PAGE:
Former Baltimore Ravens running back Ray Rice
Photograph by Matthew Emmons — USA Today Sports/Reuters

After two NFL stars enmeshed in scandal lose their endorsement deals, we look at a slew of other athletes who lost theirs.

By Daniel Roberts and Benjamin Snyder
September 20, 2014

Video footage of Baltimore Ravens running back Ray Rice dragging his unconscious fiancé out of a casino elevator came to light in February, but it took most sponsors until this month, when new film emerged showing what happened inside the elevator, to take action. Now, as the NFL deals with a major crisis and two of its biggest stars have seen their brands collapse, Fortune looks back at Rice and 11 other big-name athletes who lost endorsement deals due to scandal. Here’s the hall of shame.


Ray Rice

ARLINGTON, TX - AUGUST 16: Ray Rice #27 of the Baltimore Ravens sits on the bench against the Dallas Cowboys in the first half of their preseason game at AT&T Stadium on August 16, 2014 in Arlington, Texas. (Photo by Ronald Martinez/Getty Images)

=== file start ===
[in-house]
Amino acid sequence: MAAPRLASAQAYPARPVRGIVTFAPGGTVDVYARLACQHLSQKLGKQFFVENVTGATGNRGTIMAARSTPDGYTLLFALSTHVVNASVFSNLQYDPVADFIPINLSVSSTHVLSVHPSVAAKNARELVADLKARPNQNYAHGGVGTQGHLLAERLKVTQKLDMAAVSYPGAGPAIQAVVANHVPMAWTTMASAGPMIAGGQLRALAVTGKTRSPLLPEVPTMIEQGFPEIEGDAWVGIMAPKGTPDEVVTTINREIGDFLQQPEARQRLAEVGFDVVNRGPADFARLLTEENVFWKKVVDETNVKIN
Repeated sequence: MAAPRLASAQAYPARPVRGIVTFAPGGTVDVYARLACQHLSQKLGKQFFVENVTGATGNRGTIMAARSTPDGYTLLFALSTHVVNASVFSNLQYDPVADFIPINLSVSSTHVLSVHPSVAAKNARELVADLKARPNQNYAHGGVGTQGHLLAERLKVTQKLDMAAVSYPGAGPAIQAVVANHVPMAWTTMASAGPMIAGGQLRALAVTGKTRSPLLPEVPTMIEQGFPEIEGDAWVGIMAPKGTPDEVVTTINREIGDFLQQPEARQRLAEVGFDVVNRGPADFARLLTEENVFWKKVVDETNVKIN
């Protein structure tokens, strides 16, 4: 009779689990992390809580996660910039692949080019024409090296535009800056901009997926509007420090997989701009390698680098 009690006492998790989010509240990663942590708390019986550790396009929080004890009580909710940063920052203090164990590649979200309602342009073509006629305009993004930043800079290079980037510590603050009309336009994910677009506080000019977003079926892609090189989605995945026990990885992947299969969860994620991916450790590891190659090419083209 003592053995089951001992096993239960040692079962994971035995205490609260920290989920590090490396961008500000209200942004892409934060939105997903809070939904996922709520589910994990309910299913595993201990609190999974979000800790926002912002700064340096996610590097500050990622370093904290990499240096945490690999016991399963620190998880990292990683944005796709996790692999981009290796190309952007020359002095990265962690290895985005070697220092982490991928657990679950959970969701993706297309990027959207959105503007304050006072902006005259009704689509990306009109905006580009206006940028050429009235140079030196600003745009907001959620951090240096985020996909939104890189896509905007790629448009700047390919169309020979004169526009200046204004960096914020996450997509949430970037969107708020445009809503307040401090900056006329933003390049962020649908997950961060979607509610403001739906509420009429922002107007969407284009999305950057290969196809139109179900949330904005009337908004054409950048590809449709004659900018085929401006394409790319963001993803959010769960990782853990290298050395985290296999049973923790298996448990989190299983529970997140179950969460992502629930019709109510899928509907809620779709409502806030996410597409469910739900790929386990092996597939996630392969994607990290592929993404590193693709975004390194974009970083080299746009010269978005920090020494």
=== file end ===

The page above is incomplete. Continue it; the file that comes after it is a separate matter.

Photo by Ronald Martinez—Getty Images

In Rice’s case, Vertimax, a sports equipment company, was the first to defect. It quietly dropped him in June after having initially said in February that it would wait and see. A couple of weeks ago, TMZ released video of Rice hitting his fiancé. It set off the floodgates. Dick’s Sporting Goods and Modell’s pulled his jerseys from stores. The next day, Nike said it would end its endorsement, and EA Sports said it would scrub Rice from the Madden NFL 15 video game. Rice reportedly has no remaining active endorsement deals.


Adrian Peterson

NASHVILLE, TN - AUGUST 28: Running back Adrian Peterson #28 of the Minnesota Vikings looks on during a preseason game against the Tennessee Titans at LP Field on August 28, 2014 in Nashville, Tennessee. (Photo by Ronald C. Modra/Sports Imagery/ Getty Images)
Photo by Ronald C. Modra/Sports Imagery—Getty Images